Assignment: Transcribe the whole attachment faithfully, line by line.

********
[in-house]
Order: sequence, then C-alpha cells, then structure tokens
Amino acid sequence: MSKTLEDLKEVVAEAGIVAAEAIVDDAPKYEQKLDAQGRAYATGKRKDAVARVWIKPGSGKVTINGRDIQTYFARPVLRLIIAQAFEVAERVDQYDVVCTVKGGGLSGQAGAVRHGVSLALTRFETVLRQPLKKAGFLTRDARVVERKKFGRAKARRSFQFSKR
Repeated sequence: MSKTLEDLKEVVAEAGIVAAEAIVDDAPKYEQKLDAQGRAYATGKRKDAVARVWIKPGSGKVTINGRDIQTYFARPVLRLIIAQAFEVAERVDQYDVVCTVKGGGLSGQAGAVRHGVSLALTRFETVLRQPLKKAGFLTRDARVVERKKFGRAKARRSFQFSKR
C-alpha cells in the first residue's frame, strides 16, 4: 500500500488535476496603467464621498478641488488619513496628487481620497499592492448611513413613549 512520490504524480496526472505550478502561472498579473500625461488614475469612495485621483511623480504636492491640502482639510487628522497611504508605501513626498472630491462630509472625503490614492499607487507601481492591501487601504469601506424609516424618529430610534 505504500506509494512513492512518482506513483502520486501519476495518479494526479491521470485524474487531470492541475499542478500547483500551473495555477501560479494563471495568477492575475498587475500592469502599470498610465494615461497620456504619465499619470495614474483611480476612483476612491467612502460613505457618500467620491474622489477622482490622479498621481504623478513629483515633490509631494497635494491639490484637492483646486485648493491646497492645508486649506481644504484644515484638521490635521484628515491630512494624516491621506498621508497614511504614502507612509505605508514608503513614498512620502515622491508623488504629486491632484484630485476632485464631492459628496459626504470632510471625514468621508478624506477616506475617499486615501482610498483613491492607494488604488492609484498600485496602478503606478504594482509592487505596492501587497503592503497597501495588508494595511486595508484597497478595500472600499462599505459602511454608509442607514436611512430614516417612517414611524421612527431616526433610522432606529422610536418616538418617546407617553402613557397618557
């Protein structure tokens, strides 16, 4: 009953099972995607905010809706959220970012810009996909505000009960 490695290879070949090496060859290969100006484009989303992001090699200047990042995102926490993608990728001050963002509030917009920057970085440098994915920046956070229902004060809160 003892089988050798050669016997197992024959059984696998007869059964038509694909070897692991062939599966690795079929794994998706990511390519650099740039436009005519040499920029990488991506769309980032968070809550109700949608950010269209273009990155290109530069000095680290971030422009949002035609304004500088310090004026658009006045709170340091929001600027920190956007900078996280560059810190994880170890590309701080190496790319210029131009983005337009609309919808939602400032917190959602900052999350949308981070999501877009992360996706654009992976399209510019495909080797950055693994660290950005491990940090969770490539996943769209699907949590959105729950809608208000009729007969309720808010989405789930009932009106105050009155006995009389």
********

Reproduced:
[in-house]
Order: sequence, then C-alpha cells, then structure tokens
Amino acid sequence: MSKTLEDLKEVVAEAGIVAAEAIVDDAPKYEQKLDAQGRAYATGKRKDAVARVWIKPGSGKVTINGRDIQTYFARPVLRLIIAQAFEVAERVDQYDVVCTVKGGGLSGQAGAVRHGVSLALTRFETVLRQPLKKAGFLTRDARVVERKKFGRAKARRSFQFSKR
Repeated sequence: MSKTLEDLKEVVAEAGIVAAEAIVDDAPKYEQKLDAQGRAYATGKRKDAVARVWIKPGSGKVTINGRDIQTYFARPVLRLIIAQAFEVAERVDQYDVVCTVKGGGLSGQAGAVRHGVSLALTRFETVLRQPLKKAGFLTRDARVVERKKFGRAKARRSFQFSKR
C-alpha cells in the first residue's frame, strides 16, 4: 500500500488535476496603467464621498478641488488619513496628487481620497499592492448611513413613549 512520490504524480496526472505550478502561472498579473500625461488614475469612495485621483511623480504636492491640502482639510487628522497611504508605501513626498472630491462630509472625503490614492499607487507601481492591501487601504469601506424609516424618529430610534 505504500506509494512513492512518482506513483502520486501519476495518479494526479491521470485524474487531470492541475499542478500547483500551473495555477501560479494563471495568477492575475498587475500592469502599470498610465494615461497620456504619465499619470495614474483611480476612483476612491467612502460613505457618500467620491474622489477622482490622479498621481504623478513629483515633490509631494497635494491639490484637492483646486485648493491646497492645508486649506481644504484644515484638521490635521484628515491630512494624516491621506498621508497614511504614502507612509505605508514608503513614498512620502515622491508623488504629486491632484484630485476632485464631492459628496459626504470632510471625514468621508478624506477616506475617499486615501482610498483613491492607494488604488492609484498600485496602478503606478504594482509592487505596492501587497503592503497597501495588508494595511486595508484597497478595500472600499462599505459602511454608509442607514436611512430614516417612517414611524421612527431616526433610522432606529422610536418616538418617546407617553402613557397618557
């Protein structure tokens, strides 16, 4: 009953099972995607905010809706959220970012810009996909505000009960 490695290879070949090496060859290969100006484009989303992001090699200047990042995102926490993608990728001050963002509030917009920057970085440098994915920046956070229902004060809160 003892089988050798050669016997197992024959059984696998007869059964038509694909070897692991062939599966690795079929794994998706990511390519650099740039436009005519040499920029990488991506769309980032968070809550109700949608950010269209273009990155290109530069000095680290971030422009949002035609304004500088310090004026658009006045709170340091929001600027920190956007900078996280560059810190994880170890590309701080190496790319210029131009983005337009609309919808939602400032917190959602900052999350949308981070999501877009992360996706654009992976399209510019495909080797950055693994660290950005491990940090969770490539996943769209699907949590959105729950809608208000009729007969309720808010989405789930009932009106105050009155006995009389």